A new study has revealed that more than half a billion breeding birds have vanished in the European Union in the last forty years. Approximately 600 million breeding birds, or one in every six, have vanished in the EU since 1980.

"What's worrying is that it's been happening almost unnoticed, invisibly, quietly in the background," Richard Gregory from the Royal Society for the Protection of Birds (RSPB) told NewsChain.

Since the 1980s, the number of sparrows has halved, and there are now roughly 75 million fewer curious and clever starlings copying the sounds of the world around us - a 60%decrease.

The majority of the decreases have happened in species associated with agricultural and grassland habitats, but it is also occurring in urban areas.

Habitat loss, the significant drop in insect species, pollution, and illness - all the typical suspects contributing to the bigger mass extinction event we're witnessing - are likely to be among the causes.

For the time being, this loss of birds is primarily from abundant species, with a 25% extinction rate for common species and a 4% extinction rate for rare species, so there haven't been many extinctions.

Because of our long history of birdwatching, bird population studies are among the most advanced of any animal group. Thanks to amateur ornithologists led by specialists, we have a wealth of historical data, which the current study makes effective use of.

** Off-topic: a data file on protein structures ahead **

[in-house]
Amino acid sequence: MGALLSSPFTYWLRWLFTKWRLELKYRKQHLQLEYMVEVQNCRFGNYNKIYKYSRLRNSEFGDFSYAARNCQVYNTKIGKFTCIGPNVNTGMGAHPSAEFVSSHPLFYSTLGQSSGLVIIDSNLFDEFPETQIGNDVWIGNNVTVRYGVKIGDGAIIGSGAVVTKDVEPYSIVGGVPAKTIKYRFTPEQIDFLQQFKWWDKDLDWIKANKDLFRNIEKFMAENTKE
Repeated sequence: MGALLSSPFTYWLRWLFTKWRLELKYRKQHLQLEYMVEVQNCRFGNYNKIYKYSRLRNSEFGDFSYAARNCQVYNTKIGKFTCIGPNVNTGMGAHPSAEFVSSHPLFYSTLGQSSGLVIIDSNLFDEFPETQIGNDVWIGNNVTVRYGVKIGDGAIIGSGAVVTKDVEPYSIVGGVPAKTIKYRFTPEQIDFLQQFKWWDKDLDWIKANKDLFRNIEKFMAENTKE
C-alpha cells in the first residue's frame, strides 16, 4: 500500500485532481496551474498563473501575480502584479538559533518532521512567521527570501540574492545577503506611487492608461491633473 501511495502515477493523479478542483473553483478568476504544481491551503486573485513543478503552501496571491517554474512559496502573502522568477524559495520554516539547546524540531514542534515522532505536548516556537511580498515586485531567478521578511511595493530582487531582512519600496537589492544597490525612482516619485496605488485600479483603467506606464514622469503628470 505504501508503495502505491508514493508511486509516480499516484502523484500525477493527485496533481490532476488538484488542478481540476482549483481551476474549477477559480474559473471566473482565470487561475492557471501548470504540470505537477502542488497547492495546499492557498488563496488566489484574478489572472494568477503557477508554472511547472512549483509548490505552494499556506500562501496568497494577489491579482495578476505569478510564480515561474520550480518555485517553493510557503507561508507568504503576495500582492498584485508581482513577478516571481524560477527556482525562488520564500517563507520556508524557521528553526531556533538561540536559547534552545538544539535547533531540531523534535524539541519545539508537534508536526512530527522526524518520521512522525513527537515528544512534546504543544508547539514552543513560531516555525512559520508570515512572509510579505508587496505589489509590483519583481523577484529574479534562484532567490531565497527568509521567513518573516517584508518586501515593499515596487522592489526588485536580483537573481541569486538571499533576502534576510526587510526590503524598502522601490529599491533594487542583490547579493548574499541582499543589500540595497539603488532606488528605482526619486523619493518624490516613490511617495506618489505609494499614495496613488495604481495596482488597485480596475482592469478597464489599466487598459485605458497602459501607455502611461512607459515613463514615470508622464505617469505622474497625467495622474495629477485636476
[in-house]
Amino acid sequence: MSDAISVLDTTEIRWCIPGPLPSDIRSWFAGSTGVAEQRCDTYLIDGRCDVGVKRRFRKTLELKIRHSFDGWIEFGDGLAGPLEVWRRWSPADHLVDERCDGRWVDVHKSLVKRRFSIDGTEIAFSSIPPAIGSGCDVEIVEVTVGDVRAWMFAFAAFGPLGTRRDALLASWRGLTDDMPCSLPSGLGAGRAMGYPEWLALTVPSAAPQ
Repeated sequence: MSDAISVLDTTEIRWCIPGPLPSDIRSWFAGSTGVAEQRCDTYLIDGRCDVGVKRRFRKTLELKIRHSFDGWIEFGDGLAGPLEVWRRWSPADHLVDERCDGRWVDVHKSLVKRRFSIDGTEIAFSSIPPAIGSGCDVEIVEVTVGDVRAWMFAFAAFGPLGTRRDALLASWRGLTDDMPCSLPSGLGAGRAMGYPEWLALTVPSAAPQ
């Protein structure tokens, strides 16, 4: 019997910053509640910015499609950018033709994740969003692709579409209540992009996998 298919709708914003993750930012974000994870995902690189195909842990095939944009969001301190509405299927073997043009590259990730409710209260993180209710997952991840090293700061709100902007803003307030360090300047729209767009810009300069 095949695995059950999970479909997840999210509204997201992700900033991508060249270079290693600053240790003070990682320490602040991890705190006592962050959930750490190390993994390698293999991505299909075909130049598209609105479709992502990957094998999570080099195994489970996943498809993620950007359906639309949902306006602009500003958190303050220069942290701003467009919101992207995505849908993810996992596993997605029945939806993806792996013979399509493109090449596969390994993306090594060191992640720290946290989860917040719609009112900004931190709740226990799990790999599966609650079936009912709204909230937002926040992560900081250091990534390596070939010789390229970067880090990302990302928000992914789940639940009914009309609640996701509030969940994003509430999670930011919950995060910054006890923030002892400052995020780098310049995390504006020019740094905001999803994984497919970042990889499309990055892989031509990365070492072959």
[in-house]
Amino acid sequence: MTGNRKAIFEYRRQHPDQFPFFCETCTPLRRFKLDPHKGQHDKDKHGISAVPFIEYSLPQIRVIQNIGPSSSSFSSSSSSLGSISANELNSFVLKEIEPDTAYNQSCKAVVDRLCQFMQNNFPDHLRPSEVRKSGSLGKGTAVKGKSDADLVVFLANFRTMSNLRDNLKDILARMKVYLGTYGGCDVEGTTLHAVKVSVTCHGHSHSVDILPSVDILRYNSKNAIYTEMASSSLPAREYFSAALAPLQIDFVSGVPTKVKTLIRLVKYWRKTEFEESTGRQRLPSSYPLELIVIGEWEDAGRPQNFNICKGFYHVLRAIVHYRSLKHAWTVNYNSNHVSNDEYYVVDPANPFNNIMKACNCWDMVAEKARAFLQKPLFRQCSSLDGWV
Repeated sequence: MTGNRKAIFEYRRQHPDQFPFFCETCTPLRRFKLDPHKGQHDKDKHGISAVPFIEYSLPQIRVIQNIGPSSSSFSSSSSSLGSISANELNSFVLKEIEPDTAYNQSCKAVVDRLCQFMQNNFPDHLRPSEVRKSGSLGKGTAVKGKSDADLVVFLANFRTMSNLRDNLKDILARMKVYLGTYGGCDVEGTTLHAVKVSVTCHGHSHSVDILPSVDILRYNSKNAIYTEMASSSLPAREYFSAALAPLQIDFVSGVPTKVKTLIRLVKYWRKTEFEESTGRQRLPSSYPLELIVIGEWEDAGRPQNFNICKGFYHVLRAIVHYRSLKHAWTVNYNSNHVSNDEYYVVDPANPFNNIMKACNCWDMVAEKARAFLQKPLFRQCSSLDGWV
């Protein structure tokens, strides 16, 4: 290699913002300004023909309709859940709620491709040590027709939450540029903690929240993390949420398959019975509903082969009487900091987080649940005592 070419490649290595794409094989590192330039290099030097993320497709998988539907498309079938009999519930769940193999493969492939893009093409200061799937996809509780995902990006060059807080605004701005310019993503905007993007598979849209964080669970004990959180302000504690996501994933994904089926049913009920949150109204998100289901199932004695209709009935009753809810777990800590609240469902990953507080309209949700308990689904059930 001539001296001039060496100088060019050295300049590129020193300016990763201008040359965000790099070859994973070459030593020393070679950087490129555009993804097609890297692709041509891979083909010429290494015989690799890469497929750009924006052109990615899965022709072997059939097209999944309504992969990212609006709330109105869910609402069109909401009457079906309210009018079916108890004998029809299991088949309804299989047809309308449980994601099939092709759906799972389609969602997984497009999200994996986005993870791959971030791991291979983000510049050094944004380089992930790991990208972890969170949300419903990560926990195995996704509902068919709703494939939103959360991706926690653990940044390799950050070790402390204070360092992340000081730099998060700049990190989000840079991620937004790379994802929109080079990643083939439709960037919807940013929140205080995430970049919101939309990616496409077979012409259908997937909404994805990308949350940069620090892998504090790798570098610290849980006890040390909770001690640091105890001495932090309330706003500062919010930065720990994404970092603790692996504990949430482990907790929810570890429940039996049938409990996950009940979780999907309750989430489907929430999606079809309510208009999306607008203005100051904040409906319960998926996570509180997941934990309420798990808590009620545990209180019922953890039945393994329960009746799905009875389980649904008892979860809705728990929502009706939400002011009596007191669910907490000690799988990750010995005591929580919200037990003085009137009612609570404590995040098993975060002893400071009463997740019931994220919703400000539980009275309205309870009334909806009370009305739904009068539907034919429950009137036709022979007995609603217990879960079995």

Scientists looked at 378 of the 445 native bird species that breed in Europe, using data from two databases.

Previous smaller studies had already revealed these alarming decreases across Europe; unfortunately, this pattern continued over a broader range of species and the longer time frame studied by the new study. In 2019, a comparable study in North America discovered the same thing.

All of this data points to a failure to meet existing biodiversity targets and calls for radical change across sectors of human society as an emerging Post-2020 Global Biodiversity Framework takes shape,naccording to the team's paper.

However, not all bird species are in decline. In fact, the number of seven species of raptors has increased in recent decades.

One explanation is that fewer pesticides are used at the municipal level. Another is that many previously unprotected species have earned that status.

The situation isn't entirely hopeless, the team emphasized. Conservation and preservation efforts, along with proper execution will help increase the numbers.

This research was published in Ecology and Evolution.